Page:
"The install limit for Spore will be upped to five, from three, and EA promises it is working on a way to deauthorize the game on your machines so you can move your installs between five computers without having to contact customer service, an expensive proposition in places like Australia where the call costs nearly $3 a minute. Talking to MTV Multiplayer, EA claimed that it was rare for gamers to install the game on multiple machines, or almost unheard of for gamers to want to put the game on more than two systems.
Here is a look at the data EA provided, although it stresses that these numbers are a sample and shouldn't be taken as indicative of total sales:
Total activations: 437,138
Users activating on only 1 machine: 86 percent
Users activating on more than 1 machine: 14 percent
User trying to activate on more than 3 machines: 0.4 percent
If this data is to be believed, the newly implemented five-install limit should be more than enough to keep customers happy, along with the to-be-released deauthorization system. Still, the very idea of any kind of limit seems to gall many gamers, who believe this system turns their game purchases into glorified rentals. It's likely these new "loosened" restrictions will be hit with the same vitriol.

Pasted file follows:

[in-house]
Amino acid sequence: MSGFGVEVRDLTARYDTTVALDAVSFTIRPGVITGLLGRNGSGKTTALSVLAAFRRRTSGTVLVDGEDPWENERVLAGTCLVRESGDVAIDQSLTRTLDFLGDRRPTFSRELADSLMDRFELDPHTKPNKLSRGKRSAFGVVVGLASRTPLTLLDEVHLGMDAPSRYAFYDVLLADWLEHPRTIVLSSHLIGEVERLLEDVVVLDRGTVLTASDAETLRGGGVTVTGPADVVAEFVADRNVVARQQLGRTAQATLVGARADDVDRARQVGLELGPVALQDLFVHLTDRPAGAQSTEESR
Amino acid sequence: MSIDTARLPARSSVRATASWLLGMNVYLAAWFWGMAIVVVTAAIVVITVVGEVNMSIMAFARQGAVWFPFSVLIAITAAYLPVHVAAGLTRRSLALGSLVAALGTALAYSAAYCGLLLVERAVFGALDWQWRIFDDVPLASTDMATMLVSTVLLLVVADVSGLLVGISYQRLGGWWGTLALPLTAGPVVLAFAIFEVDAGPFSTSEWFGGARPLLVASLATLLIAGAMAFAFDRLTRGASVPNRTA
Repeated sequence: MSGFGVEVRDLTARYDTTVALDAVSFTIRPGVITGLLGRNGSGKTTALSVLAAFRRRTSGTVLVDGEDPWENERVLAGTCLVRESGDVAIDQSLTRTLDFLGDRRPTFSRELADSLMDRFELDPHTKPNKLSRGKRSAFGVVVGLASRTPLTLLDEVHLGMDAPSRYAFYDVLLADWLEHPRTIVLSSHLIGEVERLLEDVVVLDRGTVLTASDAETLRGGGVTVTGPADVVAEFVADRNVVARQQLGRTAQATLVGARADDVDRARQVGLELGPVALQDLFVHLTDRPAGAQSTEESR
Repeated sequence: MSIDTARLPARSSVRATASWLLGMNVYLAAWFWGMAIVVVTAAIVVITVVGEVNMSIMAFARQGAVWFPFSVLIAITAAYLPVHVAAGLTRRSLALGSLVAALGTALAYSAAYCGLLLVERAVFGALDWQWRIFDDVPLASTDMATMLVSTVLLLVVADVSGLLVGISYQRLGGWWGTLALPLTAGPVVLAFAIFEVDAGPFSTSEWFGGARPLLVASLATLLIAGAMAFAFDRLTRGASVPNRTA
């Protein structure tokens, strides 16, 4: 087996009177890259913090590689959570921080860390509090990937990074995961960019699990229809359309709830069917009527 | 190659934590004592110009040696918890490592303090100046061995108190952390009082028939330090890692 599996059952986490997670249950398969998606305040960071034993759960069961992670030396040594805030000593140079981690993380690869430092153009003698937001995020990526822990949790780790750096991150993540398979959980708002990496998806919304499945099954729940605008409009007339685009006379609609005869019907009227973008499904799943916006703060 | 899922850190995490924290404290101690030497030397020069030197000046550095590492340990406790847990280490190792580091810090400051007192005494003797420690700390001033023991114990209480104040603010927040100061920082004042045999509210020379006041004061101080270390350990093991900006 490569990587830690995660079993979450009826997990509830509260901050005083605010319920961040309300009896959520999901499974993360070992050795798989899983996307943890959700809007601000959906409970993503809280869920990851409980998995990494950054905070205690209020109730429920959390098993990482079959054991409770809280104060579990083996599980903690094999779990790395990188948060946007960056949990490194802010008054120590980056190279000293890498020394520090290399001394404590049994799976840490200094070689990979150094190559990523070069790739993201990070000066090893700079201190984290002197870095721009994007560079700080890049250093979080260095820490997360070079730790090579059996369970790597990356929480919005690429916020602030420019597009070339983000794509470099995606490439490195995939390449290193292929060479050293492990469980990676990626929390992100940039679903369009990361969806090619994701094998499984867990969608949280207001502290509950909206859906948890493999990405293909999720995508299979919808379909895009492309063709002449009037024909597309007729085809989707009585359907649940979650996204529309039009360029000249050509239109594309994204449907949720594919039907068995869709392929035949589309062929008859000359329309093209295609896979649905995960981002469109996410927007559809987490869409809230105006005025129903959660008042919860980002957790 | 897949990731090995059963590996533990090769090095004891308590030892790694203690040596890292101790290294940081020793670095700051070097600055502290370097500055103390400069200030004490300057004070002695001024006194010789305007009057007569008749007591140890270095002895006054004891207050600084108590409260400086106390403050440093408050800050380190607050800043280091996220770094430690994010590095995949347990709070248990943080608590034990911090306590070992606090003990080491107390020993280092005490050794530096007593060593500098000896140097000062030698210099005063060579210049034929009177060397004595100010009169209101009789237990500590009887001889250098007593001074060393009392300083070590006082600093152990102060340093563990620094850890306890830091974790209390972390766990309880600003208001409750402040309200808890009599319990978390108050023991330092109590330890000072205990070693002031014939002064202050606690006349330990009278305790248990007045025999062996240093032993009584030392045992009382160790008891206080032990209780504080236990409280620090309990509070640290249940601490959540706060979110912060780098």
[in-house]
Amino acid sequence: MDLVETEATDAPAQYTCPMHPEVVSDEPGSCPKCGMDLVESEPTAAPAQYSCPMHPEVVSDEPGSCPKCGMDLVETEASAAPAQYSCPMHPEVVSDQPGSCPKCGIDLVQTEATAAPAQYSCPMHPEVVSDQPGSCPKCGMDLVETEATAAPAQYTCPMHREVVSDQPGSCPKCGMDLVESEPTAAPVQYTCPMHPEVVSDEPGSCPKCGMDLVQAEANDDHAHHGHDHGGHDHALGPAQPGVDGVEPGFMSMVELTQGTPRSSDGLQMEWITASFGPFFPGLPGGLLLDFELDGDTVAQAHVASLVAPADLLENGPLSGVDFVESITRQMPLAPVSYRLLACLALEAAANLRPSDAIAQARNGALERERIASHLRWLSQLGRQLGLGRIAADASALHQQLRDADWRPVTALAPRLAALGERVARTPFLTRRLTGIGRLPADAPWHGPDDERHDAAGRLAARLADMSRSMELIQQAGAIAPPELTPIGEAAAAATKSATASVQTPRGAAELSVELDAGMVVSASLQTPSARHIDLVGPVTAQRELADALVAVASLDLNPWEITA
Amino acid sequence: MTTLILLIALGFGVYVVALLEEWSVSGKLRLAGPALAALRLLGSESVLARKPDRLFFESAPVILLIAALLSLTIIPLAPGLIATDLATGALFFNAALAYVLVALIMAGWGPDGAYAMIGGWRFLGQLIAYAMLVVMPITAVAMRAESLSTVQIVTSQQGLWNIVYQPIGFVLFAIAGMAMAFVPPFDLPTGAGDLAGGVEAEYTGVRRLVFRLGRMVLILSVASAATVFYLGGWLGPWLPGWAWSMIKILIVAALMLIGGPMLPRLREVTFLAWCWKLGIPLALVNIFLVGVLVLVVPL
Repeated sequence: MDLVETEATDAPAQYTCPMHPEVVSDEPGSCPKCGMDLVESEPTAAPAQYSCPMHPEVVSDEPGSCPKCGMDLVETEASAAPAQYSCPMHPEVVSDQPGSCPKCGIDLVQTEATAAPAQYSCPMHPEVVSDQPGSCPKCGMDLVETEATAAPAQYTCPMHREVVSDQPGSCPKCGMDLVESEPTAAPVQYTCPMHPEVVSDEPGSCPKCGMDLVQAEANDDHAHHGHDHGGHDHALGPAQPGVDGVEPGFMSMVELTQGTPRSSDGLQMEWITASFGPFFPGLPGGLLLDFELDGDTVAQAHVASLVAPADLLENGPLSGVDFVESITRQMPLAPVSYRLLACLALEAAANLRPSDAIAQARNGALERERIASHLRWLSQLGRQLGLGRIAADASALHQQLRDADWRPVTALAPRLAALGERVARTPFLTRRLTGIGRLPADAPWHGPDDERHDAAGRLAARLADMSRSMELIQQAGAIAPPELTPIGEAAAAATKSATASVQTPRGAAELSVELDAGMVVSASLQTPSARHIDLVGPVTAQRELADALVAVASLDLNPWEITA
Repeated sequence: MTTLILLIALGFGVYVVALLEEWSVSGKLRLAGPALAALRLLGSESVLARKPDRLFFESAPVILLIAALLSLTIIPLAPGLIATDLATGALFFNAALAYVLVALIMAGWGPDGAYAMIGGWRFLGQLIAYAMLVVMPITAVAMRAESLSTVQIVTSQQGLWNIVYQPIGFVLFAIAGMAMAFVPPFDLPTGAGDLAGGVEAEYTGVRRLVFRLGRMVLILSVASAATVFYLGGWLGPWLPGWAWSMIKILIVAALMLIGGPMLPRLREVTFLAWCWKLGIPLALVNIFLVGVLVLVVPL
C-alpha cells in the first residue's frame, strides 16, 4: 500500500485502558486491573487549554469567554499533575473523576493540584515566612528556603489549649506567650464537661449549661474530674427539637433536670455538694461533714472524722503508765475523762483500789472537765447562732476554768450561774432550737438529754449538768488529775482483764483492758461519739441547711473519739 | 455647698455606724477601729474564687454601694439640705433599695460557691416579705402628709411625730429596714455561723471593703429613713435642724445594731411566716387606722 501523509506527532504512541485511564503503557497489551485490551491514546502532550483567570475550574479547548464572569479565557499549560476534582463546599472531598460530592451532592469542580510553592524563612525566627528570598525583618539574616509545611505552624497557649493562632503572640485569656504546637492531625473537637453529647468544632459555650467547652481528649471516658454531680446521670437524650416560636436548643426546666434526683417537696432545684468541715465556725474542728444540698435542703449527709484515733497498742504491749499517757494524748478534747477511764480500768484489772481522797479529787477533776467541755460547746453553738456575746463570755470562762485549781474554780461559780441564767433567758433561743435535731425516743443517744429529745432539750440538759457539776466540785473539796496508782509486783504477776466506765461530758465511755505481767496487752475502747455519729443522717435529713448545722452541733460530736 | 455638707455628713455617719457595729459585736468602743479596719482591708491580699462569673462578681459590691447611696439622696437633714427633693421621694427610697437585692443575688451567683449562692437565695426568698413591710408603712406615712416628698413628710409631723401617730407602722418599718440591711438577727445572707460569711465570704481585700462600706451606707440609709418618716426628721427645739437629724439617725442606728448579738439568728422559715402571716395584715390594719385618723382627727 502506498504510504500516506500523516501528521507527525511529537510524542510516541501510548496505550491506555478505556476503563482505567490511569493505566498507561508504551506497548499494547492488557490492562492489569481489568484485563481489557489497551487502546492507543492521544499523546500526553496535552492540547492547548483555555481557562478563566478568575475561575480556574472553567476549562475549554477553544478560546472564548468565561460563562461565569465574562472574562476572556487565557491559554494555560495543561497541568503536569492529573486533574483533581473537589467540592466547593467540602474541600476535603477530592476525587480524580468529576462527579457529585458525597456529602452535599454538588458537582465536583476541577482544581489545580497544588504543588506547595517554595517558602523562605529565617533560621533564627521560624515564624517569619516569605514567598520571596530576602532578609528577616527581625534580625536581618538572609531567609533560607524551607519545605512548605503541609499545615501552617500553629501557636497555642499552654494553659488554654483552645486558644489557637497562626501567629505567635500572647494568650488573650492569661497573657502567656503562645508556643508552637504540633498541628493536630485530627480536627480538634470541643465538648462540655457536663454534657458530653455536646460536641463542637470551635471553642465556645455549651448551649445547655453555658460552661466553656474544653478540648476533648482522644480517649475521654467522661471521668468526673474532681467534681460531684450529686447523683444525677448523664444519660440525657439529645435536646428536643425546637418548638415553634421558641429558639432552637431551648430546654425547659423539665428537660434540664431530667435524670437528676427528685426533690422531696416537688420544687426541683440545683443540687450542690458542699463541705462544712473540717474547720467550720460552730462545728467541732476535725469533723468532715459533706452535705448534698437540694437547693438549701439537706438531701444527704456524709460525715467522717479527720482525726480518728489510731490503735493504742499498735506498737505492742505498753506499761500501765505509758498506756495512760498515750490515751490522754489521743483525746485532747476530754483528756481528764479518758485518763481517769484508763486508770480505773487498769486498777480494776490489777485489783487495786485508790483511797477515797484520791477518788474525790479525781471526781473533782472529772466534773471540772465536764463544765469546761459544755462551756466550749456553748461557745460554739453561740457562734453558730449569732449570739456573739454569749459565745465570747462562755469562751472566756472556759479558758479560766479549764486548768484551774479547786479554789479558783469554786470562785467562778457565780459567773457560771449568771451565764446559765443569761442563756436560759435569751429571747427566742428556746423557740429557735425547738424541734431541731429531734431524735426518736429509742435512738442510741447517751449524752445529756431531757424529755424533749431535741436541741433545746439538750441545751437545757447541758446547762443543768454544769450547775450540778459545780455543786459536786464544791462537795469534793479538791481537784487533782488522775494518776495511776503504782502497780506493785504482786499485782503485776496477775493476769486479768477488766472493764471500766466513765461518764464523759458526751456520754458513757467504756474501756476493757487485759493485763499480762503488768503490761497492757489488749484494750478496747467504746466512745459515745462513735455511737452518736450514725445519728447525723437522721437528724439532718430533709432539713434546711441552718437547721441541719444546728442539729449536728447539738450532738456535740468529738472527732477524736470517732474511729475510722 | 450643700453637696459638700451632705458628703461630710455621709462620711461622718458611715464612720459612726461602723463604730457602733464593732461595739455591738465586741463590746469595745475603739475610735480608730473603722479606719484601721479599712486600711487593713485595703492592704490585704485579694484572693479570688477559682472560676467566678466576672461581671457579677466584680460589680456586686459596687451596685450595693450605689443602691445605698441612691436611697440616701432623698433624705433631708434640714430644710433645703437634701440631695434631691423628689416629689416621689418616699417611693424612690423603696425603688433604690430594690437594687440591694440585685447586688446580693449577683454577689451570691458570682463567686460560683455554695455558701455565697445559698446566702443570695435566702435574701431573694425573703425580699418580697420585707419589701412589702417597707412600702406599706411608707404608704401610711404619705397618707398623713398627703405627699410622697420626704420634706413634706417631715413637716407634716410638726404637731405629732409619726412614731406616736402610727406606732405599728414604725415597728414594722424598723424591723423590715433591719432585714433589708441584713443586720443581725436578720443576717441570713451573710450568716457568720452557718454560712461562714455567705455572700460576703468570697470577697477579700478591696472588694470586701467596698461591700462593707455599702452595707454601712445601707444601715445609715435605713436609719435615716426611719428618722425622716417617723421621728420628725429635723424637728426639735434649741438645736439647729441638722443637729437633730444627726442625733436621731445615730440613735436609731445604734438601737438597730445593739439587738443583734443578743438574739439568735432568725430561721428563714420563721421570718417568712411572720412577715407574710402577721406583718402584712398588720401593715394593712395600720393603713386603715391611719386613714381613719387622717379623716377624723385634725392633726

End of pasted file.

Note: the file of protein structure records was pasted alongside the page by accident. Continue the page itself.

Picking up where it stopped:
EA did confirm one thing to MTV: if the authorization servers are ever taken down, the game won't become useless. "If we were to ever turn off the servers on the game, we would put through a patch before that to basically make the DRM null and void," the company claimed. "We're never walking away from the game and making it into a situation where people aren’t going to be able to play it."
Quite late, indeed, EA. Do you think EA will change their minds about DRM with Command & Conquer: Red Alert 3 now? I am glad that they clarified that if the servers are taken down, they will release a patch, because that would not be very good if someone enjoyed a game so much that they would want to play it years from now and they couldn't.
I however do not agree with this last statement:
After all this madness, one thing is sadly clear: gaming DRM isn't going anywhere. "Without the ability to protect our work from piracy, developers across the entire game industry will eventually stop investing time and money in PC titles," Gibeau stated. The pirates remain in the back of the room, giggling.I think pirates are already laughing because DRM is useless, and you are continuing to counter customers. Will EA ever learn that DRM is pointless? (My opinion: DRM is pointless)